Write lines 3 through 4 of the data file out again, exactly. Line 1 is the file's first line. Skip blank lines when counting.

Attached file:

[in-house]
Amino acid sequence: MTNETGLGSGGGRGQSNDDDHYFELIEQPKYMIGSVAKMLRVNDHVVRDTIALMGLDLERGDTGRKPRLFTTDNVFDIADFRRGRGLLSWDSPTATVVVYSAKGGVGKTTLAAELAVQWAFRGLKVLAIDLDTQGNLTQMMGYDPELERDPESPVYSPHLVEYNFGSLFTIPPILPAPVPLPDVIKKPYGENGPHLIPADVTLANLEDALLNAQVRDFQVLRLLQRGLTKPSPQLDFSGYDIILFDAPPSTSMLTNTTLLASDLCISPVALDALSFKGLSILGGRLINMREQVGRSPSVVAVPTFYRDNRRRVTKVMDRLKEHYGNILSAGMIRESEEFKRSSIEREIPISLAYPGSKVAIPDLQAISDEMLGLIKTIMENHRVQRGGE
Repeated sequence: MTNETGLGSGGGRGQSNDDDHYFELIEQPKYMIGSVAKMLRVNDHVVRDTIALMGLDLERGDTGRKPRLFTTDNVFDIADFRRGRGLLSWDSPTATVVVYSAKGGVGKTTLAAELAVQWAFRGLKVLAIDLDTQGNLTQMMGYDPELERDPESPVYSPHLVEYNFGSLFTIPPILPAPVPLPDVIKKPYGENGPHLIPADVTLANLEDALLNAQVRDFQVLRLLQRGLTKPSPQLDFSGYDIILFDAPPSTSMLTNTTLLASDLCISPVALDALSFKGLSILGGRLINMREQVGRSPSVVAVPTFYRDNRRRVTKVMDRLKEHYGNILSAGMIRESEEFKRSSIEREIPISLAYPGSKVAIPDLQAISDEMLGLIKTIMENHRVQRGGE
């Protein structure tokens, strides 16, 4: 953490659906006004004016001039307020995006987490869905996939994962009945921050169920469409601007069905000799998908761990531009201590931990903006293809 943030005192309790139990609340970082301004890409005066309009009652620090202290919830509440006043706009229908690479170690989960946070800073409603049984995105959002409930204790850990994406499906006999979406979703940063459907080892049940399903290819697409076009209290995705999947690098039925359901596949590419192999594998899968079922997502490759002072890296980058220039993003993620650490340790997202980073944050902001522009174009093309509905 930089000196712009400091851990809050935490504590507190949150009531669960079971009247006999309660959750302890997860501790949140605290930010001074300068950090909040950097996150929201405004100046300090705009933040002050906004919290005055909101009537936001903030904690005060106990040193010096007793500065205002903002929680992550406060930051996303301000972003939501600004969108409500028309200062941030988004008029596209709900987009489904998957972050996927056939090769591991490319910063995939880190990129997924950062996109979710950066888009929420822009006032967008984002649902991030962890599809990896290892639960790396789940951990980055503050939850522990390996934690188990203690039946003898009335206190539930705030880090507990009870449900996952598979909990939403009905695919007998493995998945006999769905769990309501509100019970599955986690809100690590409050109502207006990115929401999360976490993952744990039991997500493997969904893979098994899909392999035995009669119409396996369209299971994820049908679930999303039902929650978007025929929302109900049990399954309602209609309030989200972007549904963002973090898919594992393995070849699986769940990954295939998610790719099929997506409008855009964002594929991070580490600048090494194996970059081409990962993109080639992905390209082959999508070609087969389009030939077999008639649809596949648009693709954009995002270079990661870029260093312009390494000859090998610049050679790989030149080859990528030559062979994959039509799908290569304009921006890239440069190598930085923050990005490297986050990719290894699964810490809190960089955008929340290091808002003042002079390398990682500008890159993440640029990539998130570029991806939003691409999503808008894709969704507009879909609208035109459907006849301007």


Repeated sequence: MTNETGLGSGGGRGQSNDDDHYFELIEQPKYMIGSVAKMLRVNDHVVRDTIALMGLDLERGDTGRKPRLFTTDNVFDIADFRRGRGLLSWDSPTATVVVYSAKGGVGKTTLAAELAVQWAFRGLKVLAIDLDTQGNLTQMMGYDPELERDPESPVYSPHLVEYNFGSLFTIPPILPAPVPLPDVIKKPYGENGPHLIPADVTLANLEDALLNAQVRDFQVLRLLQRGLTKPSPQLDFSGYDIILFDAPPSTSMLTNTTLLASDLCISPVALDALSFKGLSILGGRLINMREQVGRSPSVVAVPTFYRDNRRRVTKVMDRLKEHYGNILSAGMIRESEEFKRSSIEREIPISLAYPGSKVAIPDLQAISDEMLGLIKTIMENHRVQRGGE
């Protein structure tokens, strides 16, 4: 953490659906006004004016001039307020995006987490869905996939994962009945921050169920469409601007069905000799998908761990531009201590931990903006293809 943030005192309790139990609340970082301004890409005066309009009652620090202290919830509440006043706009229908690479170690989960946070800073409603049984995105959002409930204790850990994406499906006999979406979703940063459907080892049940399903290819697409076009209290995705999947690098039925359901596949590419192999594998899968079922997502490759002072890296980058220039993003993620650490340790997202980073944050902001522009174009093309509905 930089000196712009400091851990809050935490504590507190949150009531669960079971009247006999309660959750302890997860501790949140605290930010001074300068950090909040950097996150929201405004100046300090705009933040002050906004919290005055909101009537936001903030904690005060106990040193010096007793500065205002903002929680992550406060930051996303301000972003939501600004969108409500028309200062941030988004008029596209709900987009489904998957972050996927056939090769591991490319910063995939880190990129997924950062996109979710950066888009929420822009006032967008984002649902991030962890599809990896290892639960790396789940951990980055503050939850522990390996934690188990203690039946003898009335206190539930705030880090507990009870449900996952598979909990939403009905695919007998493995998945006999769905769990309501509100019970599955986690809100690590409050109502207006990115929401999360976490993952744990039991997500493997969904893979098994899909392999035995009669119409396996369209299971994820049908679930999303039902929650978007025929929302109900049990399954309602209609309030989200972007549904963002973090898919594992393995070849699986769940990954295939998610790719099929997506409008855009964002594929991070580490600048090494194996970059081409990962993109080639992905390209082959999508070609087969389009030939077999008639649809596949648009693709954009995002270079990661870029260093312009390494000859090998610049050679790989030149080859990528030559062979994959039509799908290569304009921006890239440069190598930085923050990005490297986050990719290894699964810490809190960089955008929340290091808002003042002079390398990682500008890159993440640029990539998130570029991806939003691409999503808008894709969704507009879909609208035109459907006849301007």